I Purchased a Historic Civil War Church


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Joined
Dec 11, 2018
Messages
51
Location
Raccoon Ford, Virginia
#62
Reverend Ron - got any date on it? I can check the papers of Lafayette to see if he wrote anything.
All I know, is they supposedly crossed the Rapidan River in the year 1781, not sure what days or month that occurred. I recall reading that Wayne's army might have gotten badly mauled by some British Dragoons on there way South closer to the North Carolina Border.
 
Joined
Dec 11, 2018
Messages
51
Location
Raccoon Ford, Virginia
#63
Welcome from the Valley.
Hello there FrontRank2! Mount Jackson is one of my favorite places to visit when I'm cruising up and down Route 11 on my Harley Road King.

I usually stay at Widow Kip's Country Inn when roaming around the northern end of the Valley. When I'm further south I overnight at the Village Inn Hotel just south of Harrisonburg, VA. Love those Route 11 Potato Chips! : ) I always stop in at New Market Battlefield, VMI, Washington & Lee and also bust a few clay birds at The Flying Rabbit Sporting Clays in Mount Crawford.

All the DC city folks talk about Skyline Drive and the Blue Ridge Mountains which are fine and dandy. But as a motorcyclist and history buff, the cool fun stuff is all down in the Shenandoah Valley along Route 11. I hope we cross paths sometime!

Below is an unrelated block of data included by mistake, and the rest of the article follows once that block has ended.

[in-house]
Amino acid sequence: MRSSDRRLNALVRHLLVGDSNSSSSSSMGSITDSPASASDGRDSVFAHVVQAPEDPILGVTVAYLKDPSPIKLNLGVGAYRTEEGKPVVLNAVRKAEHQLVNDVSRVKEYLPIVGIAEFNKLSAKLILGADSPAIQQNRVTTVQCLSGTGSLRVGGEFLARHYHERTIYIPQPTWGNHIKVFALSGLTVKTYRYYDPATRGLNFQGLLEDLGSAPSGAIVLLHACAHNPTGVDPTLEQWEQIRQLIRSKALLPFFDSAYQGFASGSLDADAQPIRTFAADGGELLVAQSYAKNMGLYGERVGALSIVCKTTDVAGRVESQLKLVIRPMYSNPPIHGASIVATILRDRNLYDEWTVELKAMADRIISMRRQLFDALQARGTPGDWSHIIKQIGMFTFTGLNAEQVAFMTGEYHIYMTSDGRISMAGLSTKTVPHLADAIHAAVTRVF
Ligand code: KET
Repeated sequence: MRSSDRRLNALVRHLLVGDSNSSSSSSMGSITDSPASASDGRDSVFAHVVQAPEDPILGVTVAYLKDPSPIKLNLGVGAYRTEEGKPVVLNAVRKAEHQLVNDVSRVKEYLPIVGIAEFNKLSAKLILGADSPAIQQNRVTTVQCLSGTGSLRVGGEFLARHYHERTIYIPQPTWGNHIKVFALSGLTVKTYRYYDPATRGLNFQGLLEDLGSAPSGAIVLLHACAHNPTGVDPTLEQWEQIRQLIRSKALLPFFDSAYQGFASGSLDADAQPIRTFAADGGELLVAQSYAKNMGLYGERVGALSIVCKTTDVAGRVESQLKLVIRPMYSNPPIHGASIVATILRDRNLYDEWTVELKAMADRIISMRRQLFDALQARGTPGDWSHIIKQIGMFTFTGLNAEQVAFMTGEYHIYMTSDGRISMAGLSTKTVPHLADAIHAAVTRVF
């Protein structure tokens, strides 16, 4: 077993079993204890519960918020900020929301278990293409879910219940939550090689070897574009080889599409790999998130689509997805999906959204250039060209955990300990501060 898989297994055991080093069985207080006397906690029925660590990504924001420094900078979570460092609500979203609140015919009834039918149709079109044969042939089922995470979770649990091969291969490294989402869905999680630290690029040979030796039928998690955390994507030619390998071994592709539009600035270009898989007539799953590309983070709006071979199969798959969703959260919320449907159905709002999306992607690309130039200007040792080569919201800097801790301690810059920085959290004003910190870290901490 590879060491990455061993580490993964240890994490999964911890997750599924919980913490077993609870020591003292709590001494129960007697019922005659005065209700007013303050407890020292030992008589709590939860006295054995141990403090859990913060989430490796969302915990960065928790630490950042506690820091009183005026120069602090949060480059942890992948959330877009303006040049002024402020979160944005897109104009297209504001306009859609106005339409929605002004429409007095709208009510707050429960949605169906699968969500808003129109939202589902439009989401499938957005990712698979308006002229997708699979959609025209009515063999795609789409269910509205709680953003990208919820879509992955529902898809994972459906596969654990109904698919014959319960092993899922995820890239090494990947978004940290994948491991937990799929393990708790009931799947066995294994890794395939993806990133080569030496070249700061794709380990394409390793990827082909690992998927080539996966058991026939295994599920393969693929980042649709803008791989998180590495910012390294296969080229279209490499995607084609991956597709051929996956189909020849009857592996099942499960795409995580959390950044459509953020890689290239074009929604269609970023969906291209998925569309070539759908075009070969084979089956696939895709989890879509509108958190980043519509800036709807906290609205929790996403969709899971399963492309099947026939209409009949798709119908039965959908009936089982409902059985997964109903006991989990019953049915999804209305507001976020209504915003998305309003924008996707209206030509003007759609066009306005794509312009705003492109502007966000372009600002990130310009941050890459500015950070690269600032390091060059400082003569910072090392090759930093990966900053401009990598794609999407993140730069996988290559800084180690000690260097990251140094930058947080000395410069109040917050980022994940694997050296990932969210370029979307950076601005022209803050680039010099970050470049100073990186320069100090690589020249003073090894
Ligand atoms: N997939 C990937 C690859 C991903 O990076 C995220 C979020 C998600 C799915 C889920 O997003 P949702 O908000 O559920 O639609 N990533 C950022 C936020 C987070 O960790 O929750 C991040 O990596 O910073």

Story

First Sergeant
Joined
Aug 5, 2011
Messages
1,485
Location
SE PA
#65
A 1970 topo map shows a cemetery to the left side of the church.
Yo.

Miscellaneous Tombstone Records for Culpeper County, Virginia
[Yadda, yadda, yadda]
St. Paul's Episcopal Church, Raccoon Ford, Route 647

The Central Rappahannock Heritage Center 900 Barton Street #111 Fredericksburg, VA 22401
Phone: 540-373-3704 • E-mail: contact@crhcarchives.org • Website: www.crhcarchives.org
https://crhc.pastperfectonline.com/library/0491F6DB-D2E5-4A17-BB2C-317213853320

See also
https://crhc.pastperfectonline.com/bysearchterm?keyword=St.+Paul's+Episcopal+Church
 
Joined
Feb 25, 2019
Messages
3
#67
Greetings Folks!

I am very pleased to make your acquaintance and would like to share my short story as to how I ended up here.

A year and a half ago, I was shopping around rural Virginia for a cheap piece of property to retire onto. What I found was an old quasi neglected and unoccupied church for sale. I made arrangements with the realtor to take a look at it, not really having any expectations, but thought this would be an interesting old building to walk thru.